A chain e-mail widely reproduced on Web blogs says Obama authored 890 bills and co-sponsored nearly 1,100 more, and contrasts that output with the record of Clinton, noting she got 20 mostly inconsequential bills passed during her first seven years in the chamber. The numbers use data retrieved on the Library of Congress' legislative search engine, Thomas (named for Thomas Jefferson and found here ).
"An impressive record for someone who supposedly has no record, according to some who would prefer this comparison not be made public," the e-mail reads, concluding, "He's not just a talker. He's a doer."
But while you can obtain those search results with the right query, the e-mail is misleading for several reasons.
First, it compares apples to oranges by contrasting every bill and amendment to a bill that Obama sponsored or co-sponsored, regardless of whether each advanced or languished, to those measures Clinton sponsored or co-sponsored that were signed into law. That guarantees a low count for Clinton, because Republicans controlled both houses of Congress and the White House for most of her seven years in the Senate. The e-mail does not reveal how many of Obama's legislative attempts never got considered.
Plus, including amendments in Obama's total but not in Clinton's total unfairly distorts the difference even more. Technically, amendments aren't really "bills," as the e-mail calls them. But more to the point, amendments, in which lawmakers seek to change some narrow part of legislation, can be the best way for members of a minority party to play a role in the legislative process.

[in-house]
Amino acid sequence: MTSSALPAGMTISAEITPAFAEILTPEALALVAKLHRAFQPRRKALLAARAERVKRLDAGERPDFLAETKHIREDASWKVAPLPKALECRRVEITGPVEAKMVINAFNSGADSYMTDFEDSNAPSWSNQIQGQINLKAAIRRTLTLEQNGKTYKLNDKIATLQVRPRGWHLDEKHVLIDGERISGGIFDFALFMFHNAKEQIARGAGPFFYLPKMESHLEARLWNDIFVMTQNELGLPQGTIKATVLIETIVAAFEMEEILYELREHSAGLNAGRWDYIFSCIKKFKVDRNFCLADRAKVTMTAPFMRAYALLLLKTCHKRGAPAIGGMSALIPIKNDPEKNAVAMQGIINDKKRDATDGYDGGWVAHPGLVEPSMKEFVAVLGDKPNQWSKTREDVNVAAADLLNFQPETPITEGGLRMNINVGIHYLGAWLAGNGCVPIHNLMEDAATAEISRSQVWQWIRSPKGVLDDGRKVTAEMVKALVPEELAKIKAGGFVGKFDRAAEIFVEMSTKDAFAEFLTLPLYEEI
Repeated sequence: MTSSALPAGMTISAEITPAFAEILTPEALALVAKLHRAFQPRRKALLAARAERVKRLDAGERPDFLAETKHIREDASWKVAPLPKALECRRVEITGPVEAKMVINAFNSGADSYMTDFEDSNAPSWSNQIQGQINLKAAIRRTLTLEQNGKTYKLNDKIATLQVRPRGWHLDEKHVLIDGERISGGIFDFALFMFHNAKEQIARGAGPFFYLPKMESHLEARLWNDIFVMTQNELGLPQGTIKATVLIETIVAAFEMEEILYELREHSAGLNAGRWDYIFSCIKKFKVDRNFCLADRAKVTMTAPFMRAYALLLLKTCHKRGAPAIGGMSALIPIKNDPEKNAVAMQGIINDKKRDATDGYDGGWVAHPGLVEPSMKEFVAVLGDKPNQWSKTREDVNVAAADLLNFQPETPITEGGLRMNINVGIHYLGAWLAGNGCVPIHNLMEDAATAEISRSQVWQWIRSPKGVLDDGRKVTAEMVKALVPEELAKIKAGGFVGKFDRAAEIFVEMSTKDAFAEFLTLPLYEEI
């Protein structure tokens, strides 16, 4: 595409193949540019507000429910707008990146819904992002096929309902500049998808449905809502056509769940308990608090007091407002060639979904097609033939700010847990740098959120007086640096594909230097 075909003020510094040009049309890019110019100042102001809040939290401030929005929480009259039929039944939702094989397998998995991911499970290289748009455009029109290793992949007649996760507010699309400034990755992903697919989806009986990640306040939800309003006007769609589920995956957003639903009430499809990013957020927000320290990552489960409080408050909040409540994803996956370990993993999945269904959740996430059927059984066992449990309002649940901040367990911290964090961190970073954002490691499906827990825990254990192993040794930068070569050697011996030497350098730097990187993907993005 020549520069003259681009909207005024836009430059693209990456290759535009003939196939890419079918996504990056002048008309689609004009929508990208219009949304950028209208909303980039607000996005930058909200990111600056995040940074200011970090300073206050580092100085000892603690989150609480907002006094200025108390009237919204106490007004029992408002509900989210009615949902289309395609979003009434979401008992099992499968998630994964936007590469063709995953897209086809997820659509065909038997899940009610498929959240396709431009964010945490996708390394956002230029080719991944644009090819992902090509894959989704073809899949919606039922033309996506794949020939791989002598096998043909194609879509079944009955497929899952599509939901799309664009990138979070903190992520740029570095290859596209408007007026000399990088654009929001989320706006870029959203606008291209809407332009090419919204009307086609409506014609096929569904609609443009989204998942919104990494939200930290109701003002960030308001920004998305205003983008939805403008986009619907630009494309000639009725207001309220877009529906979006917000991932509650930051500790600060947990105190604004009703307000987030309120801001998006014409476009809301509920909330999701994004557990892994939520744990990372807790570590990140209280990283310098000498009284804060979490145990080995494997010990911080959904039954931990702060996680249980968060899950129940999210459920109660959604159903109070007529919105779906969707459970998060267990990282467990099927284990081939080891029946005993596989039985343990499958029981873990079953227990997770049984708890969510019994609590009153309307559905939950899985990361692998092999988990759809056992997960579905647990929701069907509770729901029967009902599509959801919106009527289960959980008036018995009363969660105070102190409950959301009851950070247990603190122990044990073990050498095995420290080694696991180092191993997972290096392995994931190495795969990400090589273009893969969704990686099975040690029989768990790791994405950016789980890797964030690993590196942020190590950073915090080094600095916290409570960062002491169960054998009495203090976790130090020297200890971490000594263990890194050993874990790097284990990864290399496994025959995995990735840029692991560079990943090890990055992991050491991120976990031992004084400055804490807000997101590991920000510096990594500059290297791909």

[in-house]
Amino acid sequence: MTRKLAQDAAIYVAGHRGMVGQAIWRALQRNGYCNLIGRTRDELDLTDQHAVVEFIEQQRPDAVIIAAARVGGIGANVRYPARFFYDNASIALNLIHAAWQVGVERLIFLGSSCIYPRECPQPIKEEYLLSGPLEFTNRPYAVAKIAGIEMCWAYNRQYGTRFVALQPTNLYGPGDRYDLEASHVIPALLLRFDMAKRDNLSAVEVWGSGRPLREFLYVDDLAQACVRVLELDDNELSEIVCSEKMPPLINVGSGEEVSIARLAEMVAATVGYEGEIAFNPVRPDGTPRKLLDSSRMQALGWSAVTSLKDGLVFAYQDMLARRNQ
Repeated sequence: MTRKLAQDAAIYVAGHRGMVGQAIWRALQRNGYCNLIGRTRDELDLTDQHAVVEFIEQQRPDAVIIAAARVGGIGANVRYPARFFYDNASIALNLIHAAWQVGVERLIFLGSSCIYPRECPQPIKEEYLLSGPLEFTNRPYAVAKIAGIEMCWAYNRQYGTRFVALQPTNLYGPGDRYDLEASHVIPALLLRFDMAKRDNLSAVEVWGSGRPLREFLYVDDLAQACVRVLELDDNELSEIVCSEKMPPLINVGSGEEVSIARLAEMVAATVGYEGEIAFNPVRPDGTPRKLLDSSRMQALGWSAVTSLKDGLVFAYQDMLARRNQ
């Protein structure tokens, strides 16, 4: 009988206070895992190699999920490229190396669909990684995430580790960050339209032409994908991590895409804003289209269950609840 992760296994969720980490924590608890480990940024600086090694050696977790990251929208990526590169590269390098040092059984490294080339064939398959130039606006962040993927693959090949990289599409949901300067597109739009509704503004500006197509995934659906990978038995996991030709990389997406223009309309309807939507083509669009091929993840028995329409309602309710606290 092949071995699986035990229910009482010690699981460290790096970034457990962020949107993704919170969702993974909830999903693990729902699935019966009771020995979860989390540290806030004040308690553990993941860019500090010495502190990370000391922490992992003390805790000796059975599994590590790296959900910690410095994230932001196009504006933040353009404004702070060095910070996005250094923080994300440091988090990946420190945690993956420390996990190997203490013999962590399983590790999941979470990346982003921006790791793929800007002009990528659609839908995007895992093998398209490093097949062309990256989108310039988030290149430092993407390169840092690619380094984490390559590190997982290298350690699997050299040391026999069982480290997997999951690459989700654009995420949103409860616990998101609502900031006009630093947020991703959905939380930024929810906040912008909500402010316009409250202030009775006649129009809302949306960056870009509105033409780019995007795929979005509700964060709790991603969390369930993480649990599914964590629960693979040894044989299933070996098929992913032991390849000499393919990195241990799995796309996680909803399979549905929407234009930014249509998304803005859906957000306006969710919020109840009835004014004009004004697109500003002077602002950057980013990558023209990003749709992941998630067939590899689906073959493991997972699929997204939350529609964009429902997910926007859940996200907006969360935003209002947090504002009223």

And then there's this: Experts say it's misleading to use the number of bills a lawmaker sponsors to gauge his or her ability to get things done, anyway. Most of the thousands of measures that senators and representatives introduce each year never get acted on, fond as politicians may be of talking about them. The number of bills they co-sponsor is even more insignificant, because in many of those cases the lawmakers are piggybacking on the efforts of a like-minded colleague who did most of the legwork.
"Introducing bills is a relatively cost-free activity because it doesn't involve much time or political capital," said Sarah Binder, a senior fellow in governance studies at the Brookings Institution. "If you think about political capital and how it's used, you need some way of measuring whether this or that senator made a difference and influenced an outcome."
A side-by-side tally of Clinton's and Obama's legislative output on Thomas shows Clinton has sponsored 635 bills and co-sponsored 2,441 more since she was elected in 2000, 54 of which became law. Obama has sponsored 272 and co-sponsored another 834 since he was elected in 2004, 16 of which became law.
So in an apples-to-apples comparison of bills written and co-sponsored, it's Clinton: 3,076; Obama: 1,106. Not quite the conclusion the e-mail sought to reach.
We don't need to rule on whether counting pieces of legislation is a legitimate way of measuring the effectiveness of lawmakers, though experts make clear that it's not. For us, it's enough to look at the facts in the e-mail, the actual numbers being used to make the comparison, and when we look we find manipulation and mistakes. We find a clear False.